Conor Creane and Diontae Eady combined for 53 points as the 24th-seeded Jonathan Law boys basketball team won its first state tournament game in eight years, defeating ninth-seeded Classical Magnet 81-75 in Hartford Tuesday night.

The Lawmen (10-12) advance to play No. 8 seed Lewis Mills (16-5) in a CIAC Division IV second-round game in Burlington Thursday night. Classical ends its season at 14-7.

Trailing 54-53 with 2:40 left in the third quarter after a 13-6 run by the Gladiators, the Lawmen answered with a 19-5 run over the next six-plus minutes to take their largest lead of the game at 72-5, with 4:12 left.

But the Gladiators went on a 13-2 run to make it a one possession game, 74-71, with 1:39 left, capped by a pair of Tyrese Woods’ free throws. Woods led all scorers with 33 points.

Law came up with enough big plays over the final minute to hold off Classical, starting with an Eady free throw. Tyler McKenna-Hansen (3 points, 9 rebounds) grabbed the rebound on Eady’s missed second free throw, was fouled, and made one-of-two to make it 76-71.

Dean Pettway stole a loose ball on Classical’s next possession and passed to Eady who was fouled. Eady connected on one-of-two again to extend the lead to 77-71 with 42 seconds left.

Classical never got within one possession again, as Creane calmly made 4-of-4 free throws in the game’s final seconds to seal the Law victory.

“Learning to close out games has been one of our struggles,” said Law coach Jamie Anderson, in his first year at the helm of his alma mater. “We’re getting better at it, and I’m just really proud of them because our preparation brought us to that this week.”

After a week-and-a-half off following a 73-53 first-round loss to Hillhouse in the opening round of the Southern Connecticut Conference tournament, the Lawmen started Tuesday night’s game with a bang.

Creane hit four 3-pointers and a floater for 14 points in the game’s first three minutes, as Law jumped to a 17-10 lead.

“First quarter, we started off really hot, which was very helpful for us,” said Anderson. “Not just Conor, but Dean hits a three and we did a great job on the defensive end for the first couple possessions.”

Classical answered with a 14-4 run to take one of three leads on the night, never larger than three points.

Law rattled off the quarter’s last six points, including an Eady hanging jumper in the lane for a 27-24 lead after one quarter.

While the scoring slowed a little in the second quarter, Law managed to extend its halftime lead to 42-37.

Law led by as many as six points early in the third quarter on a Sam Nassar trey one minute into the second half.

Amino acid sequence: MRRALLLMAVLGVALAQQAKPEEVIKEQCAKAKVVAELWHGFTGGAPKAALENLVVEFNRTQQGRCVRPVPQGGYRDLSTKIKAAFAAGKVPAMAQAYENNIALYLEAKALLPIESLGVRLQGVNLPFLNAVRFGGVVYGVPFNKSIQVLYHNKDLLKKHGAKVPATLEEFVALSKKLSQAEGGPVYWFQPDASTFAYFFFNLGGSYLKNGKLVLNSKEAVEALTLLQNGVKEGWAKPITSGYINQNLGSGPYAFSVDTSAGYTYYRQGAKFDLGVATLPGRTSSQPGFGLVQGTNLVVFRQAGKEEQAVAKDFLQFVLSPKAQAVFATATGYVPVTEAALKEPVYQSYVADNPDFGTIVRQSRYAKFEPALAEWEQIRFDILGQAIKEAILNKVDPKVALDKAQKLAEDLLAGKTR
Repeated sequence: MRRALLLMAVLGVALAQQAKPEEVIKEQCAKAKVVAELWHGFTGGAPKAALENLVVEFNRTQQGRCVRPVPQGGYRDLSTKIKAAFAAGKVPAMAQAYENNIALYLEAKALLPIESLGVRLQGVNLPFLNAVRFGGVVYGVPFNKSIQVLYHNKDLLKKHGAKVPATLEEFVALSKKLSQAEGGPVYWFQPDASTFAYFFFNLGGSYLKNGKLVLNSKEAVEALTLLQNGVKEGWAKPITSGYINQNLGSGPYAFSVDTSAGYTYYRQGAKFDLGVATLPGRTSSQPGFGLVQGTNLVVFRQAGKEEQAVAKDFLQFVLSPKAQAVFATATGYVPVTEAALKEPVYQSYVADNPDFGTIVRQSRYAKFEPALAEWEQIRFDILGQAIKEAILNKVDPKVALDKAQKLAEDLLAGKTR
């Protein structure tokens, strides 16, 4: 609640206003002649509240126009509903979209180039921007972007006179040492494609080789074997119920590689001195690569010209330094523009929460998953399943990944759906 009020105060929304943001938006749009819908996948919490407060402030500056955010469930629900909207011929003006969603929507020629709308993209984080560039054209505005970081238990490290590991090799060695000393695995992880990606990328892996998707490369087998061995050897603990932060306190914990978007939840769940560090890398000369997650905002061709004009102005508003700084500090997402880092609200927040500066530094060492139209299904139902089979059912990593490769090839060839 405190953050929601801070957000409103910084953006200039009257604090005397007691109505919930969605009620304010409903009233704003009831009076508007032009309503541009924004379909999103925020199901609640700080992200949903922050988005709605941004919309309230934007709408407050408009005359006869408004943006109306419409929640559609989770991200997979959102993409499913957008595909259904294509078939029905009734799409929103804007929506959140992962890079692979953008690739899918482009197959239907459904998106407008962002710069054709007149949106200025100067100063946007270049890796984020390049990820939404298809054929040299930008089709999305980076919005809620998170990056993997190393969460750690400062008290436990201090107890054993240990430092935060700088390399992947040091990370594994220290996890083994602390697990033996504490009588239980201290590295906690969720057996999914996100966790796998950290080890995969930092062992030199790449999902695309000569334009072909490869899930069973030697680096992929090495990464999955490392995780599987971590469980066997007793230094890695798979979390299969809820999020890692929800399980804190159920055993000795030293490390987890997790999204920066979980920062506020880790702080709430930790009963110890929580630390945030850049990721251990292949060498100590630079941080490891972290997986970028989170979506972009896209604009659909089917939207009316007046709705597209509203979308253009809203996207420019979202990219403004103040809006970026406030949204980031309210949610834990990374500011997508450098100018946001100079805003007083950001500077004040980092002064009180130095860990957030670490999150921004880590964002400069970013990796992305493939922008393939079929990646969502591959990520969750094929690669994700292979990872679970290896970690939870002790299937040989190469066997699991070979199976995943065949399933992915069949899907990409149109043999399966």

After Classical fought back to take a one-point lead late in the quarter, Nasser sparked Law’s 19-5 run to take the 72-58 lead, scoring nine of his 12 points on the night. Creane added eight of his team-high 29 points.

Classical used the support of the small but vocal crowd to help push its last run at Law.

“It got loud in here. The intensity is ratcheted up a little bit,” said Anderson.

“We made some good plays and some good shots down the stretch,” he continued. “I’m proud of those guys because they finally figured out with a lead what we can do, and it was a confidence builder.”

The quartet of Creane, Eady (24), Pettway (13) and Nasser scored all but three of Law’s points.

Anderson was quick to note that several other Lawmen — including Carl Maxwell, Garrett Tutlis, Zane Birks, Jon Vitale, Will Contaxis — all played key roles.

“Even the guys who didn’t play a ton of minutes…They can get up in the morning tomorrow – after a win it’s a lot easier – but they can look in the mirror and say, ‘You know what, I played as hard as I possibly could,’” said Anderson.

“If you’re playing thirty seconds or twenty-five minutes, your job is still the same: play as hard as you possibly can and figure out a way to make the next guy successful,” continued Anderson.  “And that’s what those guys showed. So, spot minutes were great from guys on our bench.”

Anderson also noted the importance of the Law boys’ basketball staff, all of whom have played a critical role in turning around a program that went 4-56 over the last three years, and turned the team not only into a state tournament qualifier, but now a state tournament first round winner as well.

“Our staff is never, never mentioned. My staff is unbelievable,” said Anderson. “We’re all doing it together. It’s been a great change. It’s been a great culture, for us and for these kids, too.”

Summed up Anderson: “We’re still playing basketball and we’re excited.”